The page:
When you have an ethnically charged name people always want to know what it means and I have always hated having to explain it. As we know, my name was chosen for the number of strokes in it, having been determined to be the luckiest at 13, and yes the irony of growing up in a Christian dominated society in which 13 is the most unlucky number is not lost on me. Be that as it may, the meaning of my name was a tertiary consideration, so I am very lucky in the sense that my name doesn’t mean “tractor,” my name means “beautiful.” Being the awkward fat kid never made this easy because it opened the door to a slew of comments from people about how my parents had gotten it wrong, so I always thought that I needed to explain my whole name so that they wouldn’t be so quick to judge. I would always start out with “well my last name means ‘stone river’ and my first name means ‘beautiful’ so my name is ‘beautiful stone river’.” It always helped that no one ever questioned that in Japanese the family name comes first and therefore makes my English translation less poetic.

Since my hackles were always raised when it came to my name I was already defensive when I had an encounter with a girl in my sophomore biology class whose last name was Brewer (ugh, your name reeks of the English serf class, puh-lease!) She came up to me one day and said “What do YOU think your name means?” No joke, she capitalized the ‘you’ as if to say “oh my god, before you, like, even start, like, talking, I can, like, totally tell that you, like, don’t, like, know anything.” So I went through the schpeal of my name with 20 classmates listening in, which was my nightmare because I was guaranteed that at least 3 of them were going to comment about how ugly I was. She looked at me for about a half a second before she announced to the whole class that I was wrong. She informed me that my name actually means charcoal. In the politest way that I could manage (so for my 15 year old self it probably included the words “you’re a dumbass”) I informed her that, no, I do in fact know the origins of my name. To which she countered that she should know, her mother lived inJapanfor two years. Well, she had me there; my dad had only lived his childhood in Japan, my grandparents currently lived in Japan, and oh yes, my Obaasan (the woman responsible for going to the fortune teller to have my list of names created) does not speak a word of English other than “shopping!” Well, that’s not entirely true, she knows how to say “married” and “baby,” but the question forming words surrounding those are entirely in Japanese.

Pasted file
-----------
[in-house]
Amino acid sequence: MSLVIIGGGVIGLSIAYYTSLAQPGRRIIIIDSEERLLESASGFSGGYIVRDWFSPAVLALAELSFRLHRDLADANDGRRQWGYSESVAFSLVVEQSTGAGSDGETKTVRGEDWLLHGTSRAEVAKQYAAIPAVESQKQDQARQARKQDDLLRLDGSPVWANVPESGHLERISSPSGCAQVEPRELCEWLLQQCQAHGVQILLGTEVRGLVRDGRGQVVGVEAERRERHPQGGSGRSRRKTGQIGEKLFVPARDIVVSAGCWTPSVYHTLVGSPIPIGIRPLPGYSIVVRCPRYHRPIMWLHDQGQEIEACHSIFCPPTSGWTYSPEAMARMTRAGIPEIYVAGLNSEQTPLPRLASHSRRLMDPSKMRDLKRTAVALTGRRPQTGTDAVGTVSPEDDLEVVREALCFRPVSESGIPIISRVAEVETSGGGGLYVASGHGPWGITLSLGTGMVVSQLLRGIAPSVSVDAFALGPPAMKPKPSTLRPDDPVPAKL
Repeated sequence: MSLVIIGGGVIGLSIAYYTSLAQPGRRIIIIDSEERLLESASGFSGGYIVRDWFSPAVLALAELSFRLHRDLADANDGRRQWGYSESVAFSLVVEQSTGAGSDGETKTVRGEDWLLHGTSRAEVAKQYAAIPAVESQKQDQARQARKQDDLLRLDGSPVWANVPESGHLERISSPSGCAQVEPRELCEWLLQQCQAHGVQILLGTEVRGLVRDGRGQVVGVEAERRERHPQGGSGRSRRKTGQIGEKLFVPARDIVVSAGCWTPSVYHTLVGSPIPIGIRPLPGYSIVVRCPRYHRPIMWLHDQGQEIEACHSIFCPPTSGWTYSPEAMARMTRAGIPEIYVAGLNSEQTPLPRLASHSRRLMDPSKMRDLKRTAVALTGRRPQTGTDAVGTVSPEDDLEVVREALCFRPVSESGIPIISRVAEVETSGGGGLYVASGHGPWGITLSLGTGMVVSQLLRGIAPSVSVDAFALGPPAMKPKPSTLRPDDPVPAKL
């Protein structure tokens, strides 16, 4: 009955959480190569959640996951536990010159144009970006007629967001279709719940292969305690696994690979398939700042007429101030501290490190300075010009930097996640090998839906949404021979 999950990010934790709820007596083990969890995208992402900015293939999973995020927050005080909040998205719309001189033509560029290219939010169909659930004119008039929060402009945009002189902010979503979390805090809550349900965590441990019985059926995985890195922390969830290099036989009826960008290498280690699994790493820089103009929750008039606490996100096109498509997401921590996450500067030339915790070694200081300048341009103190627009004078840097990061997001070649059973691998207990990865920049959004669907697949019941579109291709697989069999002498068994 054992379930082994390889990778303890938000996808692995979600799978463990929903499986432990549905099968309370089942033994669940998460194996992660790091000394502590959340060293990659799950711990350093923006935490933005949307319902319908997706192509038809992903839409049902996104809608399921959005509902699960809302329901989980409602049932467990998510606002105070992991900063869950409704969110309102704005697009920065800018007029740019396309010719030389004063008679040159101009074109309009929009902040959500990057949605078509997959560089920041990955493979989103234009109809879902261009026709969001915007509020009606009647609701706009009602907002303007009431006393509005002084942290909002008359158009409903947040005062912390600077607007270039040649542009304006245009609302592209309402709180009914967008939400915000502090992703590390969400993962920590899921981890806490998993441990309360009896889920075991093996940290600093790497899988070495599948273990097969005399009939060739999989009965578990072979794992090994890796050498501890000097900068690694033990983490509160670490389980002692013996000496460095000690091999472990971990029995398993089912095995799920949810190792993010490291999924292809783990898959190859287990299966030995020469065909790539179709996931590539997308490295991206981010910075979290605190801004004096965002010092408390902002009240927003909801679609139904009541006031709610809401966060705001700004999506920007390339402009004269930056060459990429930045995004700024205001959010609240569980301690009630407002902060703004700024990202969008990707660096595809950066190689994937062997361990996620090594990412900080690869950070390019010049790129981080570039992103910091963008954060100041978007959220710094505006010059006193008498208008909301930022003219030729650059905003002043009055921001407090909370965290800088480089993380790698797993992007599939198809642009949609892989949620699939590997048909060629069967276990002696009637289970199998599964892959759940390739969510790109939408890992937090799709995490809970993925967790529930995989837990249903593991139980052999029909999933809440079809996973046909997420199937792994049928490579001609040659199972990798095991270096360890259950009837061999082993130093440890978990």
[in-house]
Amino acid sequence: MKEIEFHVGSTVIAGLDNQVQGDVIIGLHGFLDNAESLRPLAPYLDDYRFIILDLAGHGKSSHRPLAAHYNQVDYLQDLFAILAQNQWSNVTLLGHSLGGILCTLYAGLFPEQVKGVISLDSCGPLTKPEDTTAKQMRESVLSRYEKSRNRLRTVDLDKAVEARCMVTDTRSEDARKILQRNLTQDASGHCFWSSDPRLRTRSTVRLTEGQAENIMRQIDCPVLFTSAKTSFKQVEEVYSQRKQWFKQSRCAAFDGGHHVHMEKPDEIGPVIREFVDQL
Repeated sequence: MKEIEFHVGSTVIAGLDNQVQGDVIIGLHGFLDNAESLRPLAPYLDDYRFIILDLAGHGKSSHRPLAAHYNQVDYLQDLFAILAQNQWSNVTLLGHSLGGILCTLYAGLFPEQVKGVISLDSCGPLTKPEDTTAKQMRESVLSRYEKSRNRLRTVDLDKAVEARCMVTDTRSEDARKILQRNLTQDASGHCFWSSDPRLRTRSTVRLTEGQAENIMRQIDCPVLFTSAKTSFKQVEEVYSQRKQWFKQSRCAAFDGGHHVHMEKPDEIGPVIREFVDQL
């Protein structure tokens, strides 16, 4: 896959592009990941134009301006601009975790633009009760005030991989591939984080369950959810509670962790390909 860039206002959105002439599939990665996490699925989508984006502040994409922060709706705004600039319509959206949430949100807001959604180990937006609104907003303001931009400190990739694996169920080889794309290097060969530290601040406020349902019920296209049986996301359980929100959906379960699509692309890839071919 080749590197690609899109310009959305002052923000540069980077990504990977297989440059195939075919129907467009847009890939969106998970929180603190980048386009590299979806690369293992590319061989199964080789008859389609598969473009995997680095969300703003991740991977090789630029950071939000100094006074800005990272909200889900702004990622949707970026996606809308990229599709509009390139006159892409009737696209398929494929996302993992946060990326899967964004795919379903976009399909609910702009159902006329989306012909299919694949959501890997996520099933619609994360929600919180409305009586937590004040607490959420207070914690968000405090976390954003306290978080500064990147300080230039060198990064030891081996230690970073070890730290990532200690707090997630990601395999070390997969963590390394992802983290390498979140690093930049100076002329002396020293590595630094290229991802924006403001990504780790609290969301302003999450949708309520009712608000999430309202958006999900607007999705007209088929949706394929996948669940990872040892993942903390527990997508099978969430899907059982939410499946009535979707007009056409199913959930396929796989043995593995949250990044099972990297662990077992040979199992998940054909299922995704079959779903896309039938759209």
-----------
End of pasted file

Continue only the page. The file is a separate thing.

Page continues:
It has been years since high school, and most people I interact with are mature enough to just think my name is Cindy and I have a speech impediment. However, I still get that look, the one that says “I want to make a joke about your name” when I am introducing myself to new people. I’ve found that the easiest way to lighten the mood is for me to repeat my name again and just say “yup, you’ll be able to remember me, my name is the punch line to a lawyer joke.” I’ve finally grown into my name, and I love it. It’s mine.

June 2012